High profits with Selling Strangles
For trading strangles you need a little more knowledge about selling options. Most likely you start with selling a naked put with the strike price just under the stock price. There are others who like to sell calls just a little above the stock price. You do this in the hope you can keep the credit which you received.
A strangle is a strategy that consists of selling both a short call option and a short put option which expire in the same month. This is how the trade looks like: we are selling options, we sell 1 OTM Call and 1 OTM Put. In principle the stock can go to zero therefore this type of trade has undefined risk.
The strategy is profitable if the price of the underlying stock stays above the strike price of the short put and below the strike price of the short call. The trade will lose money as the price of the underlying stock moves outside of the established range, that is the break even points. A strangle is a great strategy to consider deploying when a stock has an IV Rank above 50. How do you trade a strangle?
Before selling a strangle, we need to consider the probabilities involved with the trade. We want the price of the underlying to stay between our short strikes, therefore it’s important to know the probability of our short strikes expiring OTM when placing the trade. If both of our short strikes expire OTM then we will realize maximum profit. In this situation we will keep the entire credit received when initially selling the strangle. As a benchmark we tend to set our strangle at the strikes that have a probability of expiring OTM of 84%.
With short strangles being a very common strategy we like to use to sell option premium. Tastytrade decided to conduct a mega study investigating the strategy’s performance in different volatility environments. For the study, we went back approximately 5 years and sold a 1 standard deviation strangle with 45 days-to-expiration in 5 different underlying on the first trading day of every month. This gave us a total of 314 occurrences.
While the strangle has a high probability of profit, it’s also an advanced type of trade that has undefined risk. This trade has greater risk than a vertical spread or an iron condor since the call and put options that are sold are naked options. Though, as a function of the trade’s undefined risk, it tends to deliver a higher return on capital than a defined risk trade.
Outlook: With this stock option trading strategy, your outlook is directional neutral.
You are expecting a drop in volatility or no movement of the underlying stock.
Risk and Reward
- Unlimited to the upward or downward movement of the underlying stock.
- Do not use this strategy for expensive stocks e.g .>$50
Maximum Reward :
- Limited to the Net Premium Collected from the Out of The Money puts and calls options sold.
- Upside Breakeven = Strike Price Plus Net Premium Collected
- Downside Breakeven = Strike Price Less Net Premium Collected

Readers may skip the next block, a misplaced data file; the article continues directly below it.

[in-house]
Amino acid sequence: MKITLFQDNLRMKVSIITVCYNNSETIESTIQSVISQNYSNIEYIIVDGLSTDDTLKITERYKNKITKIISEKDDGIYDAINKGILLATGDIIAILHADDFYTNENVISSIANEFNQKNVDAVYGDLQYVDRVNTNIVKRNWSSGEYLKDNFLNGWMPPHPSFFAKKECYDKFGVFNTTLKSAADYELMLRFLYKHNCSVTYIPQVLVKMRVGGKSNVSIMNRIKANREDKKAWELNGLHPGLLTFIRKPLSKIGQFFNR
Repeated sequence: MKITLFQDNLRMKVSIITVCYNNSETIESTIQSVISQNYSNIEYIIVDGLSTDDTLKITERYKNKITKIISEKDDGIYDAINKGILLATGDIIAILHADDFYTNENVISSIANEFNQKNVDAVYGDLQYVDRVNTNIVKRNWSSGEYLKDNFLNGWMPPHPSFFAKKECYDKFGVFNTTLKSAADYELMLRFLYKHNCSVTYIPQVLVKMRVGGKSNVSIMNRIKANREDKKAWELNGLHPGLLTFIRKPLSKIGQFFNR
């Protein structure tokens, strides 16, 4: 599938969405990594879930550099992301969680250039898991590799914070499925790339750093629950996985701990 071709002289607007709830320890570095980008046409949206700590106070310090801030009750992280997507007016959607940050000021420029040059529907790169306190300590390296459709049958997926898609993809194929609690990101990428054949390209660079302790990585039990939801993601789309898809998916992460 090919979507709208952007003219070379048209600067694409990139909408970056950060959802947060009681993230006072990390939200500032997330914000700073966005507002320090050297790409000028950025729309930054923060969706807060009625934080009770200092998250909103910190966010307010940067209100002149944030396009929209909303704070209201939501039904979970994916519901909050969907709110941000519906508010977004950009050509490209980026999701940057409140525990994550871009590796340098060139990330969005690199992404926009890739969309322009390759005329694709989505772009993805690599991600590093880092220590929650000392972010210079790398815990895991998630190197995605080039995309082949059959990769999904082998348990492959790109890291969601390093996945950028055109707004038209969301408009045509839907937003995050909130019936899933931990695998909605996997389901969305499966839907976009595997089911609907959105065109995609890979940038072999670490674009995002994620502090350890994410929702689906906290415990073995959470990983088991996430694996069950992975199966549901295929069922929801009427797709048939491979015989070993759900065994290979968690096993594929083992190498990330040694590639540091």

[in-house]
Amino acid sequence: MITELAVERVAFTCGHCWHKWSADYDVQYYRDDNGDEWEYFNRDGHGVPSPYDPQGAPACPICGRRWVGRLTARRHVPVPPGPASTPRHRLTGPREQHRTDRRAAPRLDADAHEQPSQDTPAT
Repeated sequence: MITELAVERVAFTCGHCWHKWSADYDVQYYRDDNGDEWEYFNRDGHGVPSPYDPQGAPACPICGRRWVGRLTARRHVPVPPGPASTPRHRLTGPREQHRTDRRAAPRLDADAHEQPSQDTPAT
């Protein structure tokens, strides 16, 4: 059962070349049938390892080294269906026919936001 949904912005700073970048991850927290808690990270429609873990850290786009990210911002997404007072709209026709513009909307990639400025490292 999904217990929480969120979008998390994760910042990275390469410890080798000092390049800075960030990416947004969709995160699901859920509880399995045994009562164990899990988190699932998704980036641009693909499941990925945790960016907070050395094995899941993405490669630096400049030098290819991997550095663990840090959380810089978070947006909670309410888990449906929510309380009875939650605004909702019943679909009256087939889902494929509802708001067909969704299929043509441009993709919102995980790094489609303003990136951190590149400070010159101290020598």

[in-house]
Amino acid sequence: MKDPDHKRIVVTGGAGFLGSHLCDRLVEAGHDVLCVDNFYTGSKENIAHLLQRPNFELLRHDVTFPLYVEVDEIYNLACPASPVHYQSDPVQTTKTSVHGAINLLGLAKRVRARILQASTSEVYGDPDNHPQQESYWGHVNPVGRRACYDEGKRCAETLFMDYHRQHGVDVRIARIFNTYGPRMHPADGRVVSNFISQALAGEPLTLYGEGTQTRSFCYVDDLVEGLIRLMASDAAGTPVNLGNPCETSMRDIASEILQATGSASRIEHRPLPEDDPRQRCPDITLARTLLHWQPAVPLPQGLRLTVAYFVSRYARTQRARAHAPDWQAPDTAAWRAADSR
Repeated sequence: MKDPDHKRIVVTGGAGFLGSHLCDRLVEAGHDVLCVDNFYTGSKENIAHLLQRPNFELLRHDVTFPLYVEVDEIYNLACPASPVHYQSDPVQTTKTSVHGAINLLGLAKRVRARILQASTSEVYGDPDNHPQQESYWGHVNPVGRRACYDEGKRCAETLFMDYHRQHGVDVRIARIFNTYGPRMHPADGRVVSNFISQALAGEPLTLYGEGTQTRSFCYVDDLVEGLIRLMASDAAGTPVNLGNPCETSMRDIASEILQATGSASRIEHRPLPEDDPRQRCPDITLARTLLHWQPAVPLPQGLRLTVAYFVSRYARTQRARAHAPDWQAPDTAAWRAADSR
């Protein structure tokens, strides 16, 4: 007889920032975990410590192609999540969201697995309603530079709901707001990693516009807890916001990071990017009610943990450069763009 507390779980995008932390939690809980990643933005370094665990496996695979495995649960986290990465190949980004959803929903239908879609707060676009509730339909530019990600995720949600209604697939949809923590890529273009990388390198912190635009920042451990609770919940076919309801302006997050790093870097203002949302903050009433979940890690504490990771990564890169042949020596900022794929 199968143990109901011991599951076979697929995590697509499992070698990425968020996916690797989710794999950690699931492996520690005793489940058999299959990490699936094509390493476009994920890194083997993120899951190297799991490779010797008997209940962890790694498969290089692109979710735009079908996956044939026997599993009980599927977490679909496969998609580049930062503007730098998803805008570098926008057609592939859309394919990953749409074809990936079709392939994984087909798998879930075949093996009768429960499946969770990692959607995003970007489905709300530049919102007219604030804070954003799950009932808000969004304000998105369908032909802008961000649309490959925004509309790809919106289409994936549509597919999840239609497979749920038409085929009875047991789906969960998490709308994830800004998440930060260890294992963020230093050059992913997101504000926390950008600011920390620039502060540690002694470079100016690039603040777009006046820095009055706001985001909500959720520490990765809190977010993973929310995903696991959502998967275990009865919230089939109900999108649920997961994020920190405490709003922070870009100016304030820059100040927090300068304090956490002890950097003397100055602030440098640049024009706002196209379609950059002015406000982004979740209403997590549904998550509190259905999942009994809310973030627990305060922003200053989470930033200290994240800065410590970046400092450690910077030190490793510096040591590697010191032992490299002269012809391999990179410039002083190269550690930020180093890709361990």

- This is a net credit trade as you are selling the puts and calls options with different strike price but same expiration date.
Advantages and Disadvantages
- Collect premium from puts and calls options and benefit from double time decay and a contraction in volatility.
- Higher probability of a profitable trade compare to a Short Straddle strategy due to selling Out of The Money options which has the effect of widening the strike and breakeven point.
- Potentially unlimited loss beyond the breakeven point in either direction if the strike price, expiration date or underlying stock are badly chosen.
- Limited reward. Lower amount of credit collected compare to a Short Straddle strategy.
- Higher risk strategy expecially when you use expensive stocks
- High buying power reductions
Exiting the Trade
- Close the trade around 50% of maximum profit.
When do you sell strangles?
We like to sell Strangles so that we can collect option premium. The high IV entries proved to be the most capital-efficient in terms of overall P/L, win percentage, average P/L per day, and largest single loss. The low IV trades were still successful, but not as attractive as the high IV entries. Since high IV occurrences aren’t nearly as common, we can still be active by mechanically selling strangles in low IV environments, we just have to lower our expectations for these trades.
Watch the Study on tastytrade
With short strangles being a very common strategy we like to use. We decided to conduct a mega study investigating the strategy’s performance in different volatility environments. For the study, we went back approximately 5 years and sold a 1 standard deviation strangle with 45 days-to-expiration in 5 different underlying on the first trading day of every month. Here are the results:
Conclusion trading Strangles
Trades in a volatile environment provides more profits and opportunities. The average profit per day is higher when you take a profit when you can trade reaches 50% of max profit. And the number of days that you held your position is half of the days than waiting for it to expire. This a strong argument to manage your trade.
If you do not like the risk of this trade you can use Iron Condors.